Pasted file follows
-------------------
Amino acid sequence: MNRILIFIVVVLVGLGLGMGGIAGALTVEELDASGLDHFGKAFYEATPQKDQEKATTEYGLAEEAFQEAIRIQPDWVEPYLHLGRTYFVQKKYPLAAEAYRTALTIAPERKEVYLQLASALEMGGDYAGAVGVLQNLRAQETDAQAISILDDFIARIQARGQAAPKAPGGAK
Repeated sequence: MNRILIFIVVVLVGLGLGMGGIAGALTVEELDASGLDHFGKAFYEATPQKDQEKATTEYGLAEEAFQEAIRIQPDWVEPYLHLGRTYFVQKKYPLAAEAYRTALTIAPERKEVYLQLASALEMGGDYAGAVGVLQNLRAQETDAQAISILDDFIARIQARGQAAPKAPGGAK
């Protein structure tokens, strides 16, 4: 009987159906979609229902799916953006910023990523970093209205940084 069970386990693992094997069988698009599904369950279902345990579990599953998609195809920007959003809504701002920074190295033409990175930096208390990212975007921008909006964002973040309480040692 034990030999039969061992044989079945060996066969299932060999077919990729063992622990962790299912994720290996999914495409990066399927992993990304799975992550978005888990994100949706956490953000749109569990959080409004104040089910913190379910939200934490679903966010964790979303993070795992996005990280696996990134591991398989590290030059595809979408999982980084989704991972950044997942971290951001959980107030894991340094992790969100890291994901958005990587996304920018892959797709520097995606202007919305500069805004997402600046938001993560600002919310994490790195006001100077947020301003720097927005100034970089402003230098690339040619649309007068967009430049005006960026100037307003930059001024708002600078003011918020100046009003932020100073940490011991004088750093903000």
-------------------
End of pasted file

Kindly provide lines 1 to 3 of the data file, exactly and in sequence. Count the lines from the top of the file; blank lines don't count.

Amino acid sequence: MNRILIFIVVVLVGLGLGMGGIAGALTVEELDASGLDHFGKAFYEATPQKDQEKATTEYGLAEEAFQEAIRIQPDWVEPYLHLGRTYFVQKKYPLAAEAYRTALTIAPERKEVYLQLASALEMGGDYAGAVGVLQNLRAQETDAQAISILDDFIARIQARGQAAPKAPGGAK
Repeated sequence: MNRILIFIVVVLVGLGLGMGGIAGALTVEELDASGLDHFGKAFYEATPQKDQEKATTEYGLAEEAFQEAIRIQPDWVEPYLHLGRTYFVQKKYPLAAEAYRTALTIAPERKEVYLQLASALEMGGDYAGAVGVLQNLRAQETDAQAISILDDFIARIQARGQAAPKAPGGAK
């Protein structure tokens, strides 16, 4: 009987159906979609229902799916953006910023990523970093209205940084 069970386990693992094997069988698009599904369950279902345990579990599953998609195809920007959003809504701002920074190295033409990175930096208390990212975007921008909006964002973040309480040692 034990030999039969061992044989079945060996066969299932060999077919990729063992622990962790299912994720290996999914495409990066399927992993990304799975992550978005888990994100949706956490953000749109569990959080409004104040089910913190379910939200934490679903966010964790979303993070795992996005990280696996990134591991398989590290030059595809979408999982980084989704991972950044997942971290951001959980107030894991340094992790969100890291994901958005990587996304920018892959797709520097995606202007919305500069805004997402600046938001993560600002919310994490790195006001100077947020301003720097927005100034970089402003230098690339040619649309007068967009430049005006960026100037307003930059001024708002600078003011918020100046009003932020100073940490011991004088750093903000």